20. Enigma_2099

    ... is this over yet? Because none of it matters. And I'm not even heaping all the blame on Slott. This is how I feel about What If stories in general.

  21. Phantom Roxas

    "Here, we learn MJ is still a struggling actress" ……………Of course she is. You know, even though apparently her being an actress wouldn't HAVE her struggle, as she makes things "easy" for Peter. This story is just putting the characters in the very status quo we've been told "won't work".

  22. Sean

    I'm glad I'm other the only one who noticed that creepy smiling kid. It was the first thing I noticed and I couldn't help staring at him wondering what his deal was. Also agree on some of the dialogue being a bit weird with the stand out being Annie's reaction to the black costume. It almost felt like dialogue out of a play or something with her lines there. Overall I did like the issue even if the main villain is rather lame. I just wonder why Scott hasn't been writing like this the whole time. It's not perfect by any means, but much better than a lot of his other work with Spidey. It does make me wish this was our main Spider-Man as opposed to what we're getting when Amazing relaunches. Curious to see what the rest of the gang this of this and if they enjoyed it as much.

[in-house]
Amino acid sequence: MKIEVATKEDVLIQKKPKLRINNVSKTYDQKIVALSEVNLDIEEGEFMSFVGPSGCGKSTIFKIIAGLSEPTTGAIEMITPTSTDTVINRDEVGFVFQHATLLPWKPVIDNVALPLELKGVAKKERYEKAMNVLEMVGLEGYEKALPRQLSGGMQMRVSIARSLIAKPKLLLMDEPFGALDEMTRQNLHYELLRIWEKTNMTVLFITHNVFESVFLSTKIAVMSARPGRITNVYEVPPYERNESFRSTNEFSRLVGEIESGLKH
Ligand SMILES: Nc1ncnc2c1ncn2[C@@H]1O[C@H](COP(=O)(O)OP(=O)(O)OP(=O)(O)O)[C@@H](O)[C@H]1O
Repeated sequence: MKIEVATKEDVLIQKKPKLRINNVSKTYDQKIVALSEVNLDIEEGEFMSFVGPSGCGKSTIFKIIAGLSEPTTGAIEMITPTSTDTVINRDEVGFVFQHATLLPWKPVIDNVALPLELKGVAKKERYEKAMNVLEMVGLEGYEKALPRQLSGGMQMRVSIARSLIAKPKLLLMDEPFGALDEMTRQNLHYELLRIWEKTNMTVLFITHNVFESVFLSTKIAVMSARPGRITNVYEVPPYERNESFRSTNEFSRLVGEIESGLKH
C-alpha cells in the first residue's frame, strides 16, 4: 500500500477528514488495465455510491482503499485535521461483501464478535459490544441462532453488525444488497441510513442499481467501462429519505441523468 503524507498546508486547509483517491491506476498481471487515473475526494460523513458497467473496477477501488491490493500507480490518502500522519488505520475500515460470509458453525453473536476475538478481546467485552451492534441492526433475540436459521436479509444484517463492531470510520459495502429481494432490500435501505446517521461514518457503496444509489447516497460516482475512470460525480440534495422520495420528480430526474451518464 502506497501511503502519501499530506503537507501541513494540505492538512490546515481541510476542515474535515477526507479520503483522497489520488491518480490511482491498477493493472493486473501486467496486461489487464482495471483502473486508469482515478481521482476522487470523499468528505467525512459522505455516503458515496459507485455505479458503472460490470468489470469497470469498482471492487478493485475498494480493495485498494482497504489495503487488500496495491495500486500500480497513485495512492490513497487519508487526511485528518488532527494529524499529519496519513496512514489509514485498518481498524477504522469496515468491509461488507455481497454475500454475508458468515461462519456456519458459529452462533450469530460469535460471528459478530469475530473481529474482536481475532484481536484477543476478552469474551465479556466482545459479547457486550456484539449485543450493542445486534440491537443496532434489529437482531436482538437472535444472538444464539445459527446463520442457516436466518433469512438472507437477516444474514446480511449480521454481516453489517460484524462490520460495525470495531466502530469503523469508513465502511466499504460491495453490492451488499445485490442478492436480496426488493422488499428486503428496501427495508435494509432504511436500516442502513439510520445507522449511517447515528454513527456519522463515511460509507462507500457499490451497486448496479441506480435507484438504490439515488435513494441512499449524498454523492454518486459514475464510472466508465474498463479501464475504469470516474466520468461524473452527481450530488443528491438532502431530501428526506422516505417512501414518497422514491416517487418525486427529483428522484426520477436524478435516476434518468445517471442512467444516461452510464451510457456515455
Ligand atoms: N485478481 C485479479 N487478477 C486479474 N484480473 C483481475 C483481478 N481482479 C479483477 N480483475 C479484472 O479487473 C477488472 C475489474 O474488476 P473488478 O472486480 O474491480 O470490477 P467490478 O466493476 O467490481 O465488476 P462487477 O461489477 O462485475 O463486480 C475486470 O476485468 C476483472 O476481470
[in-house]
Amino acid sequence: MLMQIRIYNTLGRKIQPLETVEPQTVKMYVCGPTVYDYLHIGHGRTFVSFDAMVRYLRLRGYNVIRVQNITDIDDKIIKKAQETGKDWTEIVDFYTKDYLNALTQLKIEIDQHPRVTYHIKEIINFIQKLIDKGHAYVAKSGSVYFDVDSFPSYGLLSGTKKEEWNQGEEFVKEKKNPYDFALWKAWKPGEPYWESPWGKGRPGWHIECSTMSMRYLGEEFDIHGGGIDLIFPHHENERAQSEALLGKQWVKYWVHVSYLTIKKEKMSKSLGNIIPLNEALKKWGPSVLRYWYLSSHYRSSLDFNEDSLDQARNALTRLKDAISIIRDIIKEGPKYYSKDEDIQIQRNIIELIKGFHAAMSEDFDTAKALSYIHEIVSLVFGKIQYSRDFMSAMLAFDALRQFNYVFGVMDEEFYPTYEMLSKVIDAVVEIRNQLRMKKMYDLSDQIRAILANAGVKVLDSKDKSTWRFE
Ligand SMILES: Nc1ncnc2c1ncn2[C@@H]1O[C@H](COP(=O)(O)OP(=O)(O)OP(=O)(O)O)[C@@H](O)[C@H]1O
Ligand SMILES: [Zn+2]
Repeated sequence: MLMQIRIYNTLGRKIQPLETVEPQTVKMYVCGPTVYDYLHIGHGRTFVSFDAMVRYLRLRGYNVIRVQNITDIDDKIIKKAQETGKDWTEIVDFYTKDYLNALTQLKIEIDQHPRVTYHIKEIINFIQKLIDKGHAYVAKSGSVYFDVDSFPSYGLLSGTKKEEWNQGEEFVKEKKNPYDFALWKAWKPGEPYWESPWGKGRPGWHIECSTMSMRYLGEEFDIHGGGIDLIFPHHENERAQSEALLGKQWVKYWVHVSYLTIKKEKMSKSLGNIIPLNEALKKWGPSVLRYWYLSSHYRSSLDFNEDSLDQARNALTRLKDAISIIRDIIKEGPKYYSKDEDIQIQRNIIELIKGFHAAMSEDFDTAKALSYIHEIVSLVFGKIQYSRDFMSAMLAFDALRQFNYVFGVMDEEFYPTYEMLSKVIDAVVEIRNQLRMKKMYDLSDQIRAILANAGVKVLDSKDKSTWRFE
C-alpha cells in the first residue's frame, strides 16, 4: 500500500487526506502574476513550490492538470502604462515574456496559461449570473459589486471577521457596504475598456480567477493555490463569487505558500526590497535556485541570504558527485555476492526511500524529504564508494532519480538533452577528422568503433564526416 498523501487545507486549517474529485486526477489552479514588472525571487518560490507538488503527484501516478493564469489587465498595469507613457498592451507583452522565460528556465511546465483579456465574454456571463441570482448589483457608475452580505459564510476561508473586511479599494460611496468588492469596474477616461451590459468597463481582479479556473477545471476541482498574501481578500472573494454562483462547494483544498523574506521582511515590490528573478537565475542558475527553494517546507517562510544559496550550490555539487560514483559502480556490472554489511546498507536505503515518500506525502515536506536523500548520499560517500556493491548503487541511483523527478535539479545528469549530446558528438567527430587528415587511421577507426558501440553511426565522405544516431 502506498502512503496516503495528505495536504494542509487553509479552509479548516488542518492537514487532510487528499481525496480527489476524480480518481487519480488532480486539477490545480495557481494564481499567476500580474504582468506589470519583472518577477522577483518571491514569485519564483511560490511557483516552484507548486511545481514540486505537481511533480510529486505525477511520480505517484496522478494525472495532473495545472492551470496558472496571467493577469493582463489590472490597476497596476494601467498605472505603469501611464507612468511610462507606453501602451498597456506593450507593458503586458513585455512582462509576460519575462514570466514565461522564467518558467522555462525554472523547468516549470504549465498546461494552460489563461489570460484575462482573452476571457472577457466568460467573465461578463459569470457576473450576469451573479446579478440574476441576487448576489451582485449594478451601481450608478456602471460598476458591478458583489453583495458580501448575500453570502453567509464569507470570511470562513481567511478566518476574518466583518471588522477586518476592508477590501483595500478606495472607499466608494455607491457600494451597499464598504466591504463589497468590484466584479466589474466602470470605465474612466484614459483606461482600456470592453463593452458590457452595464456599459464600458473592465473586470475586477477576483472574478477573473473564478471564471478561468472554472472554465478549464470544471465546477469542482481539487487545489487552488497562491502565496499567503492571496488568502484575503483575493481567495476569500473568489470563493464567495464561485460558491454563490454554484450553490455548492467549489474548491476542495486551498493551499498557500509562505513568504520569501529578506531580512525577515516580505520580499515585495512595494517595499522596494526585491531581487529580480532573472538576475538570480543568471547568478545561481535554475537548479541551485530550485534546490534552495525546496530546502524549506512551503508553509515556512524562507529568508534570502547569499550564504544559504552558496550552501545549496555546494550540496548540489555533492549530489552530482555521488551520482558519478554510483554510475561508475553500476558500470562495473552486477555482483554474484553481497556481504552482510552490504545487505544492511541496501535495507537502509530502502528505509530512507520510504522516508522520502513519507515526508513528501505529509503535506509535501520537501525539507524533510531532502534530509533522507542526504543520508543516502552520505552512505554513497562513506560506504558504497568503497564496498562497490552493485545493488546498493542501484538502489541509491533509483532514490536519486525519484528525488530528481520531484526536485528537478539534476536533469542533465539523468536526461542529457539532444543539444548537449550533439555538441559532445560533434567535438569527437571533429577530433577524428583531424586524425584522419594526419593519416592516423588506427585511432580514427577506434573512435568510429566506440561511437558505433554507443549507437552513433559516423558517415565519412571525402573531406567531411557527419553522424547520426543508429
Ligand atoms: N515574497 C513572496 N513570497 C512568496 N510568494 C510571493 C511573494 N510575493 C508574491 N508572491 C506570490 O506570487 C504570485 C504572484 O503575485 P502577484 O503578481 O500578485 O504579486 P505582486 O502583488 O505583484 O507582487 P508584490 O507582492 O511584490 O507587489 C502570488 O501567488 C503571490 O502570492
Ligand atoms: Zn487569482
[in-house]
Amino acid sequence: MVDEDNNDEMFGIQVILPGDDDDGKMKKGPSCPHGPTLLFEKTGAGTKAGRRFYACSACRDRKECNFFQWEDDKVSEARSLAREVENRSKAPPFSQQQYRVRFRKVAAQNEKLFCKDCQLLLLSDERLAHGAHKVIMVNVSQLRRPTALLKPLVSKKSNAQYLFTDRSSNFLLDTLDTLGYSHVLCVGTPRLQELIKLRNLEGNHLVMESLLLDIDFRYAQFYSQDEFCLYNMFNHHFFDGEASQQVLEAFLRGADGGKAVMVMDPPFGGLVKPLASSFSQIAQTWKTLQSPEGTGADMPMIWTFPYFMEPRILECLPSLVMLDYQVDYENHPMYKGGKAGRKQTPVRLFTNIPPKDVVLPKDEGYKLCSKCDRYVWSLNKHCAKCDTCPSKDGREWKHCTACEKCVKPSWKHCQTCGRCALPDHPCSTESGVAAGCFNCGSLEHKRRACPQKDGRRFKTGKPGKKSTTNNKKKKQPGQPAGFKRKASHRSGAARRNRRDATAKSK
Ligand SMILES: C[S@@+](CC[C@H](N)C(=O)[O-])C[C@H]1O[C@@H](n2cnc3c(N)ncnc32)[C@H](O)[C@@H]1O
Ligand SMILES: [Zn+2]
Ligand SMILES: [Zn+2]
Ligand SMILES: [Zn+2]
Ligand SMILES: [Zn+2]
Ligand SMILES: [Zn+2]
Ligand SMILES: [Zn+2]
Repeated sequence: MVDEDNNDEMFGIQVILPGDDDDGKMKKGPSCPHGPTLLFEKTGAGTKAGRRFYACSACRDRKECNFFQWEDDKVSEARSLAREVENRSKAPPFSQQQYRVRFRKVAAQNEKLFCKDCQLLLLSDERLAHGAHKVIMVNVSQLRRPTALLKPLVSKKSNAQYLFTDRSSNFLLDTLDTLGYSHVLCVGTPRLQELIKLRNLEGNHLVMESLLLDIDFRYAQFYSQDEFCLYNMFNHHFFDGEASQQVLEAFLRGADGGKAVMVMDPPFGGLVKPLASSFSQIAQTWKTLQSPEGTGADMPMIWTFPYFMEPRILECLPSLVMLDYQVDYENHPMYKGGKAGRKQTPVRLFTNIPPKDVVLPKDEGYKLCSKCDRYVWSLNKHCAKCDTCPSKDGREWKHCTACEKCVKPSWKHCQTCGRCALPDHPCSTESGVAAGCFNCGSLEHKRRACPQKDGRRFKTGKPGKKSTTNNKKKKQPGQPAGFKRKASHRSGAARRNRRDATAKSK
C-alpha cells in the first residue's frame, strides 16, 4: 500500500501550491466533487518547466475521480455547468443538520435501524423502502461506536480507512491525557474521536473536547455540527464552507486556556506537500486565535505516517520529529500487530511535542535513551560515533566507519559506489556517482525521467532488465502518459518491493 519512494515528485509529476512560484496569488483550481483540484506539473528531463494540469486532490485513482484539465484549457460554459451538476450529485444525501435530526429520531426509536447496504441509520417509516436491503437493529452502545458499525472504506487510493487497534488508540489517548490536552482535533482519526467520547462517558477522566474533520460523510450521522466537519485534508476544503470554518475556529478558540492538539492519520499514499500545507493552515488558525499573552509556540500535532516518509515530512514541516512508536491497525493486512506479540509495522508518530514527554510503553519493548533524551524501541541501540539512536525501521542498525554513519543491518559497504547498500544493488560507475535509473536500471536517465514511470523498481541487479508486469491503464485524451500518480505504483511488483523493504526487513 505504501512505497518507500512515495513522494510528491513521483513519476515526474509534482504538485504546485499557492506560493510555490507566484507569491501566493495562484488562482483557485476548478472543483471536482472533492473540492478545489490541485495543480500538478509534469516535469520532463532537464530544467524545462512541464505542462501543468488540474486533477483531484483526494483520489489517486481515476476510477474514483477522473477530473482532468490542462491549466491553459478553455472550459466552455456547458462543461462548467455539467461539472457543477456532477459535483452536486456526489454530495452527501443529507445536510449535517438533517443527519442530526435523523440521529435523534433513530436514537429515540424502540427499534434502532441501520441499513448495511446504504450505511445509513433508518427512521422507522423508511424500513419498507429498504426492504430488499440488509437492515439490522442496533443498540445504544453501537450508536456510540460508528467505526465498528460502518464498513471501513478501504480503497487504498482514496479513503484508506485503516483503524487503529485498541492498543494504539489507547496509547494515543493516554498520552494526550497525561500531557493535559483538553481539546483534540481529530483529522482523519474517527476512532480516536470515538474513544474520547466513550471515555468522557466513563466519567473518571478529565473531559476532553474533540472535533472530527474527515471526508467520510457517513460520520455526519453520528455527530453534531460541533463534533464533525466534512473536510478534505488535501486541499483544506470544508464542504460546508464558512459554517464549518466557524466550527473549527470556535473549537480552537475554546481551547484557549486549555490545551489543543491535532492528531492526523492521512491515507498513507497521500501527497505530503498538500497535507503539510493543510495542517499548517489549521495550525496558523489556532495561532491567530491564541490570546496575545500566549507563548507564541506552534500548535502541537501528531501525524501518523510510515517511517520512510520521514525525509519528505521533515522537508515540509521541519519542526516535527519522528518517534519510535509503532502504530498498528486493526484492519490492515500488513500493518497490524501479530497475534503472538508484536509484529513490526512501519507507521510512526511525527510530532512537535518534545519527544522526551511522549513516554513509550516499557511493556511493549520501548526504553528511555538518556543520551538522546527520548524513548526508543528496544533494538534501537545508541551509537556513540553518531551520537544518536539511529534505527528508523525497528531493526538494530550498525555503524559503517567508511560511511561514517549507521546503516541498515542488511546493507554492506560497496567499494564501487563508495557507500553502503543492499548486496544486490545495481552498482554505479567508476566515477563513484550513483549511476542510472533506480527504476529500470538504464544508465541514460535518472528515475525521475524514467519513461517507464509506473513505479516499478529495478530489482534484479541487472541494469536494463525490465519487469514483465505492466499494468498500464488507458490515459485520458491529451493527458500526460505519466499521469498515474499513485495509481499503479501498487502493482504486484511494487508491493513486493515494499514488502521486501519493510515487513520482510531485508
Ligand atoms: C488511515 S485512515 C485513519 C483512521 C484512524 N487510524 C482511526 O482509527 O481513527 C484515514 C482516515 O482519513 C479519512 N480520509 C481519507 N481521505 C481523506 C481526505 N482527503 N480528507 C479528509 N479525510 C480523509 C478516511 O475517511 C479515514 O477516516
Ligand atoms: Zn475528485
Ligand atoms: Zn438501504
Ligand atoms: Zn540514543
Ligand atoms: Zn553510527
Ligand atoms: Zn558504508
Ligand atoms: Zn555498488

23. Adam S.

    I liked this. It makes me sad that Peter Parker, the Amazing Family-Man isn't going to be the status quo going forward.

  24. RDMacQ

    So... was there any reason WHY this HAD to wait until Secret Wars #4 came out? Also, once again the story seems to be more focused on Annie than MJ. Not surprised, mind you, just a little disappointed.